Ugie Peatland Partnership

Restoring the exploited and degraded peatland ecosystem across the River Ugie catchment.

Ugie Peatland Partnership's story

A lowland raised bog of roughly 50 hectares, Moss of Kinmundy is one of the peatland areas in the River Ugie catchment, located in Aberdeenshire, that has experienced significant environmental degradation over time. This deterioration is attributable to historical human-led activities in the ecosystem that dried up the peat soil, including drainage, forestry and peat extraction work. As a result of the soil drying up, the peatlands are turning from a carbon sink (e.g. carbon-storing land) to a carbon source (e.g. carbon-emitting land), leading to more greenhouse emissions.

In the specific case of Moss Kinmundy, concerns also mounted over peat soil erosion and the release of organic material and discoloured water from the raised bog, which threatened drinking water supplies in the North-Eastern Scottish locality. The degradation of the area has also had impacts on local biodiversity: the habitats of fauna located in the ecosystem were adversely affected, in particular those of migratory birds and in-decline butterfly species.

Looking to address these challenges, the Ugie Peatland Partnership was established with the objective of restoring 20 selected priority areas in need of restoration in the River Ugie catchment's wetland ecosystem. The multi-stakeholder partnership is composed of Scottish Natural Heritage, RSPB Scotland, Aberdeenshire Council, IUCN Peatland Programme, SEPA, Forestry & Land Scotland, Peatland ACTION, and Scottish Water. The diversity of the partners highlights the multiple benefits of this endeavour for flora, for wildlife, and for local communities in Aberdeenshire.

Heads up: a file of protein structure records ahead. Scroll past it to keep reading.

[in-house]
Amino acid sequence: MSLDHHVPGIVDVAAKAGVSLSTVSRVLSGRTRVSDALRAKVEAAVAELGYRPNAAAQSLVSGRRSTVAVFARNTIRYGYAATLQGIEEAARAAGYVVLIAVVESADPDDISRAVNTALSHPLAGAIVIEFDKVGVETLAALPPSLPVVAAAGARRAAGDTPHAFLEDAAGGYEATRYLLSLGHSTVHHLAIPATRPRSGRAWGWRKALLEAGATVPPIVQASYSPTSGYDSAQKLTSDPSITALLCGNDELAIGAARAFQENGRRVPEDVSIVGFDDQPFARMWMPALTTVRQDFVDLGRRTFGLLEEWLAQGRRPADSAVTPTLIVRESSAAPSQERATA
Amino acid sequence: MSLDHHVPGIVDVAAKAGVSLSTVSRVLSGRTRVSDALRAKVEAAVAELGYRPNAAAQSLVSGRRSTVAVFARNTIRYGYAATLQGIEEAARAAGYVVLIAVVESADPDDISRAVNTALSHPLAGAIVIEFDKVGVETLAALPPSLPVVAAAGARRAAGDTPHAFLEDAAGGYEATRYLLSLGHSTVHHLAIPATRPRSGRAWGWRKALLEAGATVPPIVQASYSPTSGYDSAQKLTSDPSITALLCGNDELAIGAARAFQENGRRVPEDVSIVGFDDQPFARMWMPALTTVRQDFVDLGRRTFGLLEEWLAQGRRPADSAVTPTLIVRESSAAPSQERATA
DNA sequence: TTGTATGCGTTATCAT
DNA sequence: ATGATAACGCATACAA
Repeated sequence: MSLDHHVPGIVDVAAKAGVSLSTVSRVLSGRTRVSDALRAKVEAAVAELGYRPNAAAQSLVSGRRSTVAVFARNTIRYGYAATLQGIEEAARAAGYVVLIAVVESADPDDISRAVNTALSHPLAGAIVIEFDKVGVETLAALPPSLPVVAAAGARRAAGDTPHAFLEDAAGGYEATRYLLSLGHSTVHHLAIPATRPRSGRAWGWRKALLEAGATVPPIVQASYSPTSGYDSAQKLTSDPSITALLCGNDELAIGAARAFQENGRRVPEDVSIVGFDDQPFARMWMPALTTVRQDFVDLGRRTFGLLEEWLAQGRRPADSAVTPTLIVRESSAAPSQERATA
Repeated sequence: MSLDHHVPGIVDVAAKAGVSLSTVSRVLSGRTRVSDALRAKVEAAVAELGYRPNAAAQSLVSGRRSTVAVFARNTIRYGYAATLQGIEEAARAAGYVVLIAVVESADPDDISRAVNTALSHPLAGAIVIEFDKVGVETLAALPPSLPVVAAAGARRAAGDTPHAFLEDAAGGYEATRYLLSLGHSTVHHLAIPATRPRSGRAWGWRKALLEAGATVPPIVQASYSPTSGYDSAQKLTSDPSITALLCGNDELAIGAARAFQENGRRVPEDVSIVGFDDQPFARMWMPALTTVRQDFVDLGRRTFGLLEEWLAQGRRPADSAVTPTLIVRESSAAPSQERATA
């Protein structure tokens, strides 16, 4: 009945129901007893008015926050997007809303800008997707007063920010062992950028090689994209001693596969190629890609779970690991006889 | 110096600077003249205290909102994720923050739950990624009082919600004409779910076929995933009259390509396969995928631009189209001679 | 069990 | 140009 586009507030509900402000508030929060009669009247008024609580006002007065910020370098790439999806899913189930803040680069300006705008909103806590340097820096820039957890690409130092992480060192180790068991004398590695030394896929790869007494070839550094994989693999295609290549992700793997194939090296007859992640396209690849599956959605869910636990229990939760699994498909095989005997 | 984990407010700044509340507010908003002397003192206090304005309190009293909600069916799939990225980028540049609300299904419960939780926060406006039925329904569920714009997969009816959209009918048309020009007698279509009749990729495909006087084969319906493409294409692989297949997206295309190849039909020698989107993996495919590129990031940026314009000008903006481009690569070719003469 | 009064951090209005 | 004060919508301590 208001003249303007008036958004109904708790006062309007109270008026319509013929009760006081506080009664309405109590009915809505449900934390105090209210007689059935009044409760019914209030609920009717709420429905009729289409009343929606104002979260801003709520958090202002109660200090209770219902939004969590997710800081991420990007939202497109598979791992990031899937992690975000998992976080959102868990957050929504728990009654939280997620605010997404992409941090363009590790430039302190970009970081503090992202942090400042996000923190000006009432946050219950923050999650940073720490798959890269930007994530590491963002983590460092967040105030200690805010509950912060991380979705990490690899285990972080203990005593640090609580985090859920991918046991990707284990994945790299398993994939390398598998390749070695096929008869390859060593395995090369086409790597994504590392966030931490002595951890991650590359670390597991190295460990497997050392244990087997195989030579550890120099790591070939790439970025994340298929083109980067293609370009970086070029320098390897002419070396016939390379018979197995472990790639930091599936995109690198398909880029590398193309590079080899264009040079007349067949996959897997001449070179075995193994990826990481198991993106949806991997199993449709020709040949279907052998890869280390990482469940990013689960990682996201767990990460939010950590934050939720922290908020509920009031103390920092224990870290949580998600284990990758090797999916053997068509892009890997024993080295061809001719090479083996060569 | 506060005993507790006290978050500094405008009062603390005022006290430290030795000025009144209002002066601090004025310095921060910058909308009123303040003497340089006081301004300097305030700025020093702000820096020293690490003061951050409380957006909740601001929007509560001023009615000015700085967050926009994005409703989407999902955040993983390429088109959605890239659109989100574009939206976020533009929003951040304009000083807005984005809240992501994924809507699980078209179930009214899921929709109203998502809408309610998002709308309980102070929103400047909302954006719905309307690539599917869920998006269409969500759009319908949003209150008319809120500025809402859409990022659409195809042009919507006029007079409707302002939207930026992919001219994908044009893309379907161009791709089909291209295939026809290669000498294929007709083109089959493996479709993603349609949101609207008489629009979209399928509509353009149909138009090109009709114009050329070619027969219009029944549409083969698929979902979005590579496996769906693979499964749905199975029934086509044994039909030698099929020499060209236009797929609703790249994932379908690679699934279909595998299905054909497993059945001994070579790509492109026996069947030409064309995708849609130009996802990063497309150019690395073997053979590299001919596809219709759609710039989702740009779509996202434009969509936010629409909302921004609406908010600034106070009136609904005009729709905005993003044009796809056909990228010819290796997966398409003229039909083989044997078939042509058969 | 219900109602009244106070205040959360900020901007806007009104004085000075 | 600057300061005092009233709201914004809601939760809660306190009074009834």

The planned restoration work in Moss Kinmundy took place in 2019, funded by Scottish Water and NatureScot's Peatland ACTION fund, and managed by RSBP Scotland on behalf of the landowner. The restoration work centred around the need to increase water quantity in the peatland. To this end, peats and plastic dams were used to block 700 metres of ditches in the area. Moreover, in peat banks, the land was re-shaped and re-vegetated, accompanied by the removal of slow-growing trees and the subsequent smoothing of the peat ground.

Five weeks after this restoration work had been carried out, some results were already visible: as the blocked ditches raised water into the bog's surface, small pools had formed across the restored land. With more water in the wetland ecosystem, Sphagnum mosses can emerge, a species key to the formation of peat. This long-term goal was also supported by the removal of stunted trees, which helped to prevent further drying in the peatland.

At present, Moss of Kinmundy is on the road to recovery. The main benefits of the restoration of the raised bog include carbon sequestration, improved water quality, wildlife habitat restoration, flood management, a reversal of biodiversity loss, and better access to the area.

Photo: Stock Image

What have you learnt that others will find most useful?

  • Multi-stakeholder partnerships are valuable for peatland restoration projects given the multiple benefits, expertise, and resources that each partner can provide.
  • Drones are useful to survey pre-restoration areas and monitor results in post-restoration land.
  • Nature-based solutions and working with nature should actively consider wildlife populations and overall biodiversity in the area.

Measures of success?

Amount of water raised to the bog’s surface. Rate of growth and overall health of trees next to the peatland. Observable emergence of Sphagnum mosses. Over the long term, the observable formation of peat.

Read more: https://www.nature.scot/peatland-action-case-study-whats-connection-between-peat-and-moss-kinmundy

Share this initiative